Renewed spirit of Joey Kramer

Joey Kramer turned fifty last June, but you'll never give him that much. Like the band he co-founded at the age of nineteen, he is timeless - youthful and energetic. But it has something that brings age and experience.

Both Kramer and Aerosmith have been through a lot. Joey overcame drug addiction and an emotional crisis. The group itself went through many ups and downs - painful changes in musicians, periods of complete unpopularity. But today both Joey and Aerosmith "stand" very high.

A Bronx-born self-taught drummer, Joey is now in excellent physical and emotional shape. In 1998, "I Don't Want To Miss A Thing" became the band's first super hit in over thirty years of band history. They recently won an American Music Award and played a chapter in the Superbowl. Great success marked their work "Jaded" from the new album Just Push Play. Both the band and their fans are full of optimism.

Team frontman Steven Tyler said, "Being part of Aerosmith is the happiest and hardest part of our lives." Joey Kramer absolutely agrees: "People think it's a luxurious life. And that we are the happiest guys in the world. Yes, we really are the happiest guys on earth. But I want to tell you that it's hard work. And it's not the kind of job you just go to every day. It's a lifestyle."

Modern Drummer - "I Don't Want To Miss A Thing" gave the band a kick in the ass in a good way. I mean career. But at the same time, the song is completely uncharacteristic of an Aerosmith hit.

Joey - A good song is a good song. But, interestingly, the song came out at a time when we had been on tour for a year already. The song became a hit and we had to stay on tour for another year. After listening to the song for the first time, I didn't like it. But after Joe and Steven changed a couple of things with the composer...

MD - Ballads are not something you usually play and are difficult to sing - too much space.

Joey - Yes, they are not easy, but over the years I have learned to play them, and now this is one of my strengths. Now I love ballads. As soon as Steven sang this song, it became "ours".

MD - As far as I know, it was a difficult time for you.

Joey - Yes. I had a crisis for five years. And while working on Nine Lives, I reached the level of an emotional bankrupt. There were things in my life that I couldn't deal with, or rather didn't want to. This concerned personal relationships that were developing incorrectly. There was nothing I could do about it. was on tour all the time and that was my excuse. But in the end, it all came up and hit me hard. I had to undergo treatment in California. Usually I don't talk about it, but I found it helps a lot - if you don't keep everything to yourself, but talk about it with someone. I get incredible positive feedback from people this way.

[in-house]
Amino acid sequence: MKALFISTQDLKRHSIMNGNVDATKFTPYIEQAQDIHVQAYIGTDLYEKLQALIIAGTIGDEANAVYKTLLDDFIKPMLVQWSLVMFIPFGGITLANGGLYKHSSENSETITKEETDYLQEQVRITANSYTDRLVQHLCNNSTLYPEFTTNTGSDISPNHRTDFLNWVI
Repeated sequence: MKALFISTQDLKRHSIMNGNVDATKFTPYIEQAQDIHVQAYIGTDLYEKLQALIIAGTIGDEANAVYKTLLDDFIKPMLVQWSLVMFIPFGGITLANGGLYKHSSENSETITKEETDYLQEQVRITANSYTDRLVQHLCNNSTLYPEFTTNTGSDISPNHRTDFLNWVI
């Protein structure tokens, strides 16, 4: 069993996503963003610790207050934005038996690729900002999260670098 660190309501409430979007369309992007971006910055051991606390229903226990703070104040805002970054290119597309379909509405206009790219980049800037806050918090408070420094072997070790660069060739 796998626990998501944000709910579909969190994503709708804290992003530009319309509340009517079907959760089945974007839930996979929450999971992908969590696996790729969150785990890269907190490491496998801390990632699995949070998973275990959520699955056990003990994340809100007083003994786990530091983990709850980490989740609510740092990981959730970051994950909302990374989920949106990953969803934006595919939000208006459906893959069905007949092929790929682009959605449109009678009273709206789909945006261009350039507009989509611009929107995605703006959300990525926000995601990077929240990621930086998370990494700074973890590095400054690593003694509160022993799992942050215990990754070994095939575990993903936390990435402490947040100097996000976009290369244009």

MD - Depression is a terrible thing.

Joey - I got to the point where I couldn't do anything but cry. I was at the bottom. But my father taught me as a child: "You can slow down, but you can't stop." After California, I began to understand what was happening to me. The most difficult problem was that I did not understand why I felt the way I felt. And today I realize that all this is the most positive experience that I have ever had.

MD - How is it?

Joey - It is very important to evaluate everything from a positive perspective of life experience over time. It is very easy to say - "I am a goat, and all goats." It is very difficult to look at yourself positively in such a situation. But I have learned it. I have learned to treat myself the same as everyone else.

I used to do self-flagellation all the time. No matter what I did, it wasn't good enough. A lot of this worked for me for a long time. I mean my game. But it drove me crazy. Why not step back and say, "Oh, that's great!" This is what I learned and what is on the last record.

For the first time in my entire career, I can be proud of what I've done. This does not mean that everything that I have done before is not good. But usually six months after the release of each album, I began to scourge myself: "I should have played it differently, but ..." It's all because of the attitude towards myself.

People might ask, "What does all this have to do with drumming?" For me, this has everything to do with the game, because if I feel good about myself, I do my job well. This is what I tried to do when I was using drugs. Drugs allow you to feel good about yourself without getting in touch with things that can really help you become aware of yourself. Now I do not use drugs and do not drink. I look life in the face. Life can be a bitch sometimes, but it can also be beautiful. And when I'm at peace with myself, it helps me play better. When I get into the studio and know that I know what I'm doing, when I know the material well, I'm fine. And if I'm fine, I play well.

Joey Kramer has been drumming for DW for ten years. This is DW Custom White Satin Flame.

  • 8 1/2 X 14 snare
  • 9 X 13 volume
  • 16 X 16 volume
  • 18 X 22 bass

Zildjian cymbals (for 25 years now).

  • 14" Rock hi hat
  • 20" Medium Thin Crash (2)
  • 20" Medium Crash (2)
  • 13" Z Custom hi hat
  • 21" Custom Mega Bell
  • 20" China Boy High Sticks Zildjian Joey Kramer model

    Based on materials from Modern Drummer magazine.
    Translation - Yevgeny Ryaboy.